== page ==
Fast Enumeration, Massive Inefficiency

Cocoa makes use of a system called Fast Enumeration, which allows you to write array loops in a compact fashion and is also supposed to speed things up by getting [myArray nextObject] rather than getting [myArray objectAtIndex:nextIndex] on each pass through the loop. Here’s an example:

for (NSObject *anObject in myArrayOfObjects) {
    //do stuff
}

Because I’m an idiot, I had been using Fast Enumeration in situations where I needed to know the index of each object because I couldn’t be bothered to write out the code for incrementing an index. This resulted in incredibly readable stuff like the excrescence below:

for (NSObject *anObject in myArrayOfObjects) {
    if ([myArrayOfObjects indexOfObject:anObject] < ([myArrayOfObjects count] - 1) {
        NSObject *theNextObject = [myArrayOfObjects objectAtIndex:([myArrayOfObjects indexOfObject:anObject] + 1)];
        [self doSomethingWithObject:anObject andNextObject:theNextObject];
    }
}

In case your eyes are bleeding too much for you to be able to see how hard I’ve made things for myself, here’s a rundown of what the above code actually does:

  1. Okay, I want to enumerate my array, but I can’t for bothered to write out “for (int i = 0; i < [myArrayOfObjects count]; i ++)"
  2. I’ll use the Fast Enumeration syntax. That’s quick and easy to read!
  3. Hmm, I need to compare each object with the next object in the array…. but what do I do if I reach the end of the array? My code will try to get the nonexistent next object and crash!
  4. Okay, well let’s make sure we don’t try to get the next object if we’re at the end of the array. Hang on, how do I find out where I am in the array? I don’t even have the index of my current object.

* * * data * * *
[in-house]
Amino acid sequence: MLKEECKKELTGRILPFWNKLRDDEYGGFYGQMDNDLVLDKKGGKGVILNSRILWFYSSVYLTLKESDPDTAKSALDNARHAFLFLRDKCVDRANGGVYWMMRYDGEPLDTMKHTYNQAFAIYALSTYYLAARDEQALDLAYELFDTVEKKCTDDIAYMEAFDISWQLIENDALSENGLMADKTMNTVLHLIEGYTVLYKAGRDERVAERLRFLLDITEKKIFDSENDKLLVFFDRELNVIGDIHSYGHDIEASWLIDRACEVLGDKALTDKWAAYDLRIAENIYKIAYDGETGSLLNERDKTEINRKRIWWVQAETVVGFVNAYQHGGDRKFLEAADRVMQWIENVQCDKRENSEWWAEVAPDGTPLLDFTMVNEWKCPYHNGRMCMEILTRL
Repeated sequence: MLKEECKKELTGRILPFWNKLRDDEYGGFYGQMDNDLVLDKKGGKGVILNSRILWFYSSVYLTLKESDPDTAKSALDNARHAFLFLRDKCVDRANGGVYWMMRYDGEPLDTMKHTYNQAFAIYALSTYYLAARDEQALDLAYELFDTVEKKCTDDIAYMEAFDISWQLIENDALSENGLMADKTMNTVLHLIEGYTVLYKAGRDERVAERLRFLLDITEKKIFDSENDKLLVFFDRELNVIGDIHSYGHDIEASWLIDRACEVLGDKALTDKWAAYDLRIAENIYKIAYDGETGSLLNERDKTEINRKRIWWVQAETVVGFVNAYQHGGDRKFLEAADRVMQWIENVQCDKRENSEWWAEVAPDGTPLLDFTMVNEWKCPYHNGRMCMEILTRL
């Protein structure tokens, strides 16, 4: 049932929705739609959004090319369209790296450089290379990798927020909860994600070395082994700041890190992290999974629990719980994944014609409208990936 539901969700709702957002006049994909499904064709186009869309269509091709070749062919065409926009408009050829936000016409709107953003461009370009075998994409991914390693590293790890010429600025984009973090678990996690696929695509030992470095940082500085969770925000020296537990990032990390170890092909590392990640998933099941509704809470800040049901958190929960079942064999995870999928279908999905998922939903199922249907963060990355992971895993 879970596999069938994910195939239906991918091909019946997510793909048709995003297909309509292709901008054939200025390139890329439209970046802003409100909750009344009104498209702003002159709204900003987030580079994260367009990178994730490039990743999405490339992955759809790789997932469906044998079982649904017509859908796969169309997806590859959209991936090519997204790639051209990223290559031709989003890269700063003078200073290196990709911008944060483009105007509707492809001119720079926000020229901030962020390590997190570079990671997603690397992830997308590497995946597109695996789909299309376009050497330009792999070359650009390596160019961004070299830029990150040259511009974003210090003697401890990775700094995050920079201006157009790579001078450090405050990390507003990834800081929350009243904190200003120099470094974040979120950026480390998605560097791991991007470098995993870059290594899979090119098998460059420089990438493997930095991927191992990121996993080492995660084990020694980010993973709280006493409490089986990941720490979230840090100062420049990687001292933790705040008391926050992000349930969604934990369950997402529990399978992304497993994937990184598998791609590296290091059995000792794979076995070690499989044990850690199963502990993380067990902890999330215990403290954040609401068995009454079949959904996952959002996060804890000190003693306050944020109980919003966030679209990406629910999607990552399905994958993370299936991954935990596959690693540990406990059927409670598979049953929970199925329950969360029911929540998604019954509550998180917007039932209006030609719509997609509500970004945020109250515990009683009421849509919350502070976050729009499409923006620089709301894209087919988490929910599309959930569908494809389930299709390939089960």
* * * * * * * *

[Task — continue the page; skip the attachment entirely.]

5. Right, well the parent NSArray knows the index, doesn’t it? Okay, I’ll ask it….
  6. Great! I’ve got the index of the current object and avoided a crash. Now how do I get the next object? Well, asking the NSArray for an index worked fine last time, let’s do it again but increment the index by 1
  7. Okay, make the calculation
  8. Now let’s head back to the start of the loop again! I wonder how much of my own time I can waste on the next iteration?

I crossed the border between Merely Misguided and Profoundly Stupid when I started querying the array about the index of the object I wanted, because computers don’t run on magic but actually need to have a real method for doing something. In the case of myObject = [myArray objectAtIndex:[myArray indexOfObject:myObject]] you’re actually iterating through the NSArray and doing an isEqual: comparison on every element until you reach the object you already have – so instead of enumerating my array once, I’m actually enumerating it by (approximately) the square of the number of elements. Efficiency!

My attempt to write neat, easy-to-read code was actually doing this:

for (NSObject *anObject in myArrayOfObjects) {
    NSUInteger the_index_of_my_object = 0;
    for (int i = 0; i < [myArrayOfObjects count]; i ++) {
        if ([[myArrayOfObjects objectAtIndex:i] isEqual:anObject]) {
            the_index_of_my_object = i;
            break;
        }
    }
 
    if (the_index_of_my_object < ([myArrayOfObjects count] - 1) {
        for (int j = 0; j < [myArrayOfObjects count]; j ++) {
            if ([[myArrayOfObjects objectAtIndex:i] isEqual:anObject]) {
                the_index_of_my_object = j;
                break;
            }
        }
        NSObject *theNextObject = [myArrayOfObjects objectAtIndex:(j + 1)];
        [self doSomethingWithObject:anObject andNextObject:theNextObject];
    }
}

[anObject isEqual:anotherObject] comparisons are expensive and enumerating the entire array (2 * [array count] * [array count]) times isn’t exactly cheap, and I’ve been multiplying those costs together.

In conclusion – if you’re going to enumerate an array and you need to know the index of each object, then you’re much better off doing it the old fashioned way, both in terms of readability and in terms of speed:

for (int i = 0; i < ([myArrayOfObjects count] - 1); i ++) {
    NSObject *firstObject = [myArrayOfObjects objectAtIndex:i];
    NSObject *nextObject = [myArrayOfObjects objectAtIndex:(i + 1)];
    [self doSomethingWithObject:firstObject andNextObject:nextObject];
}

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